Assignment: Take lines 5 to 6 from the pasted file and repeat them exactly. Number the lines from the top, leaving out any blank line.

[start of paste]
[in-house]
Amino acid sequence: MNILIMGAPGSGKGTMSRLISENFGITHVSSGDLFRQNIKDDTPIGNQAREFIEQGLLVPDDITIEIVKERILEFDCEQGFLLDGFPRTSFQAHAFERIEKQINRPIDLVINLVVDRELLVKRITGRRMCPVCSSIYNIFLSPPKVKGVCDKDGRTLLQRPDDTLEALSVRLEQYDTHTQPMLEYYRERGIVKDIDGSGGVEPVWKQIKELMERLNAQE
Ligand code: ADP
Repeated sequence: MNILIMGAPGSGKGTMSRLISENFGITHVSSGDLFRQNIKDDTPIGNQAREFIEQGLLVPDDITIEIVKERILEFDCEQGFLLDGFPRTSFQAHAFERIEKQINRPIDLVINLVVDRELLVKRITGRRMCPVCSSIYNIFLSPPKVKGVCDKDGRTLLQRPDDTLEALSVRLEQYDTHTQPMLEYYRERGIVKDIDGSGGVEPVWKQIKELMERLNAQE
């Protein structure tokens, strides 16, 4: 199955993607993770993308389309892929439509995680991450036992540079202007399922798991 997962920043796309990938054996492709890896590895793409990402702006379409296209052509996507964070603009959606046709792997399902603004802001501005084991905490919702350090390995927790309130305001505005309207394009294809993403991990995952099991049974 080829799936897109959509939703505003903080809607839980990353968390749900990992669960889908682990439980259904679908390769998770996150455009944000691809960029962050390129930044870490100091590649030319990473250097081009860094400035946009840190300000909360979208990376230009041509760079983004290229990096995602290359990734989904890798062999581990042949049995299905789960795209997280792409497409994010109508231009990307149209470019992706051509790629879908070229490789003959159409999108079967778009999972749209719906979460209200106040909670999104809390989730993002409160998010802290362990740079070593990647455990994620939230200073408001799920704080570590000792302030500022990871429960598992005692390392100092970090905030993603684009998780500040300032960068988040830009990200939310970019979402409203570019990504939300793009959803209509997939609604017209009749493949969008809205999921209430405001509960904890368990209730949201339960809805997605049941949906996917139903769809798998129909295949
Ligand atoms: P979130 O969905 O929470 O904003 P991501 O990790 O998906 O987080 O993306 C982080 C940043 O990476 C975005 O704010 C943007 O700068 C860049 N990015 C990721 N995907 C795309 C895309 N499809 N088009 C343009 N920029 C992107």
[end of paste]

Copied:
């Protein structure tokens, strides 16, 4: 199955993607993770993308389309892929439509995680991450036992540079202007399922798991 997962920043796309990938054996492709890896590895793409990402702006379409296209052509996507964070603009959606046709792997399902603004802001501005084991905490919702350090390995927790309130305001505005309207394009294809993403991990995952099991049974 080829799936897109959509939703505003903080809607839980990353968390749900990992669960889908682990439980259904679908390769998770996150455009944000691809960029962050390129930044870490100091590649030319990473250097081009860094400035946009840190300000909360979208990376230009041509760079983004290229990096995602290359990734989904890798062999581990042949049995299905789960795209997280792409497409994010109508231009990307149209470019992706051509790629879908070229490789003959159409999108079967778009999972749209719906979460209200106040909670999104809390989730993002409160998010802290362990740079070593990647455990994620939230200073408001799920704080570590000792302030500022990871429960598992005692390392100092970090905030993603684009998780500040300032960068988040830009990200939310970019979402409203570019990504939300793009959803209509997939609604017209009749493949969008809205999921209430405001509960904890368990209730949201339960809805997605049941949906996917139903769809798998129909295949
Ligand atoms: P979130 O969905 O929470 O904003 P991501 O990790 O998906 O987080 O993306 C982080 C940043 O990476 C975005 O704010 C943007 O700068 C860049 N990015 C990721 N995907 C795309 C895309 N499809 N088009 C343009 N920029 C992107």